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ORVILLE J. NAVE, A.M., D.D., LL.D.

CHAPLAIN IN THE ARMY OF THE UNITED STATES

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HENRY FROWDE
LONDON, EDINBURGH, GLASGOW & BELFAST

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The object of this book is to bring together in cyclopedic form and under familiar headings all that the Bible contains on particular subjects. The subjects formulated are of practical value to every profession and to all who desire to consult the Bible.

The method pursued in preparing this Digest has been, first, to analyze topically each verse of the Bible, each series of verses, and each chapter and series of chapters; and, second, to group under suitable headings all the Scriptures related to the subjects found in the analysis. The first verse in the Bible may serve to illustrate: “In the beginning God created the heaven and the earth.” “In the beginning.” Some authorities interpret this plırase as meaning the beginning of time; therefore the author noted, “ Time, Beginning of, Gen. 1:1." Other anthorities interpret it as referring to the beginning of the creation; therefore the author noted, “ Creation, Beginning of, Gen. 1:1." “In the beginning God created.” The author noted, “ God, Creator, Gen. 1:1." "In the beginning God created the heaven.” Note, “ Heaven, Creation of, Gen. 1:1.” “In the beginning God created the heaven and the earth.” “Earth, Creation of, Gen. 1:1." This process was faithfully adhered to throughout the work.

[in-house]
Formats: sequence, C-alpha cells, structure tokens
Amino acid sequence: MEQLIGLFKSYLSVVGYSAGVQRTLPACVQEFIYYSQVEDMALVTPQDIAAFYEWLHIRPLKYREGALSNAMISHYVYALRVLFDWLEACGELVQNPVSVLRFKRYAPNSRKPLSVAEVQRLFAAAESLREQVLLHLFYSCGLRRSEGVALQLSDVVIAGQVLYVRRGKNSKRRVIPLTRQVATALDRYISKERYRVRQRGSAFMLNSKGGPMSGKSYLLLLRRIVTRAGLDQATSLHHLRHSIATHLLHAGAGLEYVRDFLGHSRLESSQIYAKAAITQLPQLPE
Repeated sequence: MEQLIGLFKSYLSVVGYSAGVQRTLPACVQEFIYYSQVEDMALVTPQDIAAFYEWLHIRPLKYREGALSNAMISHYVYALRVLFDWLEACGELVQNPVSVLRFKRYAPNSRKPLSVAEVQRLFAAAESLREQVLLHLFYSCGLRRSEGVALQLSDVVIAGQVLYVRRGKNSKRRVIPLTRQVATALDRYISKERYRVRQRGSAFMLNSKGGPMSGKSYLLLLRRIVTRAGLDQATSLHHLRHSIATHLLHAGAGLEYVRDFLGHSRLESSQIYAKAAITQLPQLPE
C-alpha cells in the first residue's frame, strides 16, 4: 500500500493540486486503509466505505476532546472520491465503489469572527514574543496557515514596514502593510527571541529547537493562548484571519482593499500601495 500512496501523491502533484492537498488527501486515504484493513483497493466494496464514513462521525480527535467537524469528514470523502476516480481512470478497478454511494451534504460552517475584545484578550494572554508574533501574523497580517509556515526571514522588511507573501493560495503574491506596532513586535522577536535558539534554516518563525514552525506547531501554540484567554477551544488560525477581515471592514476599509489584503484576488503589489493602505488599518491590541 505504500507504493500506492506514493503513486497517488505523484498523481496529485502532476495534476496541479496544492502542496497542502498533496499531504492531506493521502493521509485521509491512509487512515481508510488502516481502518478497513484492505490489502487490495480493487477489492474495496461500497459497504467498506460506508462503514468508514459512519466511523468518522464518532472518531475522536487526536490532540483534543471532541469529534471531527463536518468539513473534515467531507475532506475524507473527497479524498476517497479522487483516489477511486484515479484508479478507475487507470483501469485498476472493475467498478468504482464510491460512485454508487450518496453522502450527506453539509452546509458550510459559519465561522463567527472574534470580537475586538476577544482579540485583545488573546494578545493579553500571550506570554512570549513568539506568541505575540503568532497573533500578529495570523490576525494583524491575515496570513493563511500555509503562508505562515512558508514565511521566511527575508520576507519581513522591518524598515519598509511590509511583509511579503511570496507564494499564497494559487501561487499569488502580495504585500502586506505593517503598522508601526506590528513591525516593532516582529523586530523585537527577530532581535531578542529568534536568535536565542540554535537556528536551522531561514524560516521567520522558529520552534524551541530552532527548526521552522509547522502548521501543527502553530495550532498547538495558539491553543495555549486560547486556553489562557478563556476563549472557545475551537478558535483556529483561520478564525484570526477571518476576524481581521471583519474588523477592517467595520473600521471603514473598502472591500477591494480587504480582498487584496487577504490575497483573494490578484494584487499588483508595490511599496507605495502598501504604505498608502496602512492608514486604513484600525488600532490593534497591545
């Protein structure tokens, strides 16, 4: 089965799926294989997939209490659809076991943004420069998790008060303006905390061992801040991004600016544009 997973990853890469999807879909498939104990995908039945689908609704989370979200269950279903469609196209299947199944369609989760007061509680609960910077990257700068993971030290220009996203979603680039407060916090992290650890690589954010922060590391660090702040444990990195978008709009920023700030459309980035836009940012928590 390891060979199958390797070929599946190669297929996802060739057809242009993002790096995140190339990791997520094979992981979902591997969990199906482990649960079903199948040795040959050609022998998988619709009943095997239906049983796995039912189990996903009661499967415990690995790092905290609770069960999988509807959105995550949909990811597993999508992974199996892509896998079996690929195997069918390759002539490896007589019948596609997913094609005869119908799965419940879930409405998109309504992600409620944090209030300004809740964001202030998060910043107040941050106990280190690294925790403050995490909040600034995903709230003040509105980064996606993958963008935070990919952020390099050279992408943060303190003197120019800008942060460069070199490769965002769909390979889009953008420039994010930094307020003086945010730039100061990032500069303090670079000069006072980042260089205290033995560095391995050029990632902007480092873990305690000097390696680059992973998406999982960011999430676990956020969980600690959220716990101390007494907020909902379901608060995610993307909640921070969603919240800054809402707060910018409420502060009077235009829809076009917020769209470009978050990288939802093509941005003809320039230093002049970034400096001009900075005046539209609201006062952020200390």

Three classifications of Scripture verses have been published in America, two of which are erroneously styled “a complete analysis” of the Scriptures. Each author followed, with slight and unimportant modifications in arrangement, Mr. Matthew Talbot's classification of verses made in England one hundred years ago. Mr. Talbot's mode of treatment was to arrange all verses of the Bible, as best he might, under thirty general headings. When each verse had been assigned under the heading to which it seemed best adapted the work he undertook was complete. Ile used no verse more than once, regardless of the many different and distinct. subjects it might contain. It was consequently a classification of verses rather than a topical analysis of matter. American publishers have followed this erroneous mode of treatment, and as a result the so-called analyses of the Scriptures litherto offered to Bible students and Christian teachers have been unsatisfactory. This Digest is an analysis of the matter without regard to verse divisions except for

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